Saw-makers the Chesney family were the close’s last residents. They hung on in there until 1902 when they were finally forced out as the Royal Exchange building – now used as the City Chambers – was extended and the last of the close was sealed up.
Then in 2003, Mary King’s Close was opened up as a visitor attraction once archaeologists and historians had analysed all the evidence they could find to uncover what life had been like for underground Edinburgh’s 17th-century residents.
Visiting The Real Mary King’s Close
Part history tour, part ghost tour, the Real Mary King’s Close has become one of Edinburgh’s most unusual attractions. From the entrance on the Royal Mile the first stop for visitors is an exhibition with models of the close and old maps as an introduction.
Before heading down into the close, you meet your costumed guide (ours was poet Robert Ferguson – aka John). We headed down a dark staircase and emerged into a labyrinth of underground streets connecting buildings with claustrophobic low-ceilinged rooms.
The street angles steeply down towards the old Nor Loch at the bottom of the hill. Today it’s the Princes Street Gardens, but originally it was a marsh turned sewage dump/spot for dunking witches. With each close being just a few metres wide, you can imagine how dark and oppressive it must have been at the bottom with buildings towering up on either side.
The tour took us through a series of rooms, with stories of the close’s residents – from gravediggers to murderous mother-in-laws, and including Mary King herself. Edinburgh’s closes were named after prominent local citizens and in the 1630s Mary was a fabric merchant who lived in the close. She had set up her own business after her husband died – an impressive feat for a woman at that time.
There were also plenty of gory details of what life was like on the close during the 17th century, lots of them involving the not-too-sanitary ways of disposing of sewage that were used at the time (lets just say you really didn’t want to loiter outside a window for too long).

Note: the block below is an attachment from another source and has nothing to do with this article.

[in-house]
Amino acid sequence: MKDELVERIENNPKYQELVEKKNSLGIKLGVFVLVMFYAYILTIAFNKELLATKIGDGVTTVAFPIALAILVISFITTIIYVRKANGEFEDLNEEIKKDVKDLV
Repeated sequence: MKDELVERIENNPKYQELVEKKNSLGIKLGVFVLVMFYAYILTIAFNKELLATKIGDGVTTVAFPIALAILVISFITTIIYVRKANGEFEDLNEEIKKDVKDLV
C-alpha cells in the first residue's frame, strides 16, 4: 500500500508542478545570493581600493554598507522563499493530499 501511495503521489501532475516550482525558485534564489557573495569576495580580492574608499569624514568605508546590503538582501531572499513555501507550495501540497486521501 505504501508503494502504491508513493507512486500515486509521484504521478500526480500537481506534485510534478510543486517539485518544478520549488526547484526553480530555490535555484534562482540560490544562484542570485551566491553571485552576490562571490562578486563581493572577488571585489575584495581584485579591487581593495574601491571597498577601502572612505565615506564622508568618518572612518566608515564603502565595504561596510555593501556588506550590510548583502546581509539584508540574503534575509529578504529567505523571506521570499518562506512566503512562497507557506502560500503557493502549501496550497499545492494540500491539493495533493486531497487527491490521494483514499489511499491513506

Life in the close was tough, and things got a lot tougher when the plague reached Edinburgh in 1644. The wealthy city residents fled but the poor were left behind. Records were lost so it’s not certain how many people died of the plague, but the final death toll is estimated at between a fifth and a half of the Edinburgh’s population.
A recreated room, complete with plague doctor, shows what conditions would’ve been like. According to legend, Mary King’s Close’s gates were locked and plague victims were left to die. But in reality the area was quarantined with food and water brought in, until finally the last residents left – one way or another – and the close was abandoned in 1645.
After 40 years, people started moving back in to the close, but there were many tales of spooky sightings, from disembodied floating heads to a woman dressed all in black. Could it be the ghosts of plague victims who refused to leave home? Or maybe it was just hallucinations brought on by clouds of methane rising from the Nor Loch?